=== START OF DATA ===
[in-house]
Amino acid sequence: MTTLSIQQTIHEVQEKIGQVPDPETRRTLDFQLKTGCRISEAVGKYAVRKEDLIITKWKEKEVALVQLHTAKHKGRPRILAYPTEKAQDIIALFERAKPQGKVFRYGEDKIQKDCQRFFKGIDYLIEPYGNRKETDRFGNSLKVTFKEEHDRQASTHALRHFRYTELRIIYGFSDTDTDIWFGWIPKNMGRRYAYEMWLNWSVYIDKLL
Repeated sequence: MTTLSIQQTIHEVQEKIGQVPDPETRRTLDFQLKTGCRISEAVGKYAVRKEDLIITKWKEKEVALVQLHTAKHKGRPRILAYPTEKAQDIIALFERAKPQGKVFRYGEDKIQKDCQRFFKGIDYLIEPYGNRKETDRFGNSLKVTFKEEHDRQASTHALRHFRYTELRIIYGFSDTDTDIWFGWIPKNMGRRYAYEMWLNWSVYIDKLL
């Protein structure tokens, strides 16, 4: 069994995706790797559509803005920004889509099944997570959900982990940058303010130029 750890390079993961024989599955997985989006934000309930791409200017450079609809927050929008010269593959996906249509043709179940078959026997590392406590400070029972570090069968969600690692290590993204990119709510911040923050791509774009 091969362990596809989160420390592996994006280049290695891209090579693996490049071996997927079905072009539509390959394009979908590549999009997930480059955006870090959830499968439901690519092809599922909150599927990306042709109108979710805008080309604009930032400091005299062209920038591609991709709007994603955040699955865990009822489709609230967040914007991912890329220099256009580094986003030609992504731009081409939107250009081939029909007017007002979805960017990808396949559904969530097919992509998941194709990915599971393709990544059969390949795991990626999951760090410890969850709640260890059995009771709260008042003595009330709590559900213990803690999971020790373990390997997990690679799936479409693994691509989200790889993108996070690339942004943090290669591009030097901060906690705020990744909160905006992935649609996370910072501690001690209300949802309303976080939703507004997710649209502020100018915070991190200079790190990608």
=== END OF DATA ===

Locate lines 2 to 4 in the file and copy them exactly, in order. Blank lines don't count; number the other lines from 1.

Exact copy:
Amino acid sequence: MTTLSIQQTIHEVQEKIGQVPDPETRRTLDFQLKTGCRISEAVGKYAVRKEDLIITKWKEKEVALVQLHTAKHKGRPRILAYPTEKAQDIIALFERAKPQGKVFRYGEDKIQKDCQRFFKGIDYLIEPYGNRKETDRFGNSLKVTFKEEHDRQASTHALRHFRYTELRIIYGFSDTDTDIWFGWIPKNMGRRYAYEMWLNWSVYIDKLL
Repeated sequence: MTTLSIQQTIHEVQEKIGQVPDPETRRTLDFQLKTGCRISEAVGKYAVRKEDLIITKWKEKEVALVQLHTAKHKGRPRILAYPTEKAQDIIALFERAKPQGKVFRYGEDKIQKDCQRFFKGIDYLIEPYGNRKETDRFGNSLKVTFKEEHDRQASTHALRHFRYTELRIIYGFSDTDTDIWFGWIPKNMGRRYAYEMWLNWSVYIDKLL
């Protein structure tokens, strides 16, 4: 069994995706790797559509803005920004889509099944997570959900982990940058303010130029 750890390079993961024989599955997985989006934000309930791409200017450079609809927050929008010269593959996906249509043709179940078959026997590392406590400070029972570090069968969600690692290590993204990119709510911040923050791509774009 091969362990596809989160420390592996994006280049290695891209090579693996490049071996997927079905072009539509390959394009979908590549999009997930480059955006870090959830499968439901690519092809599922909150599927990306042709109108979710805008080309604009930032400091005299062209920038591609991709709007994603955040699955865990009822489709609230967040914007991912890329220099256009580094986003030609992504731009081409939107250009081939029909007017007002979805960017990808396949559904969530097919992509998941194709990915599971393709990544059969390949795991990626999951760090410890969850709640260890059995009771709260008042003595009330709590559900213990803690999971020790373990390997997990690679799936479409693994691509989200790889993108996070690339942004943090290669591009030097901060906690705020990744909160905006992935649609996370910072501690001690209300949802309303976080939703507004997710649209502020100018915070991190200079790190990608």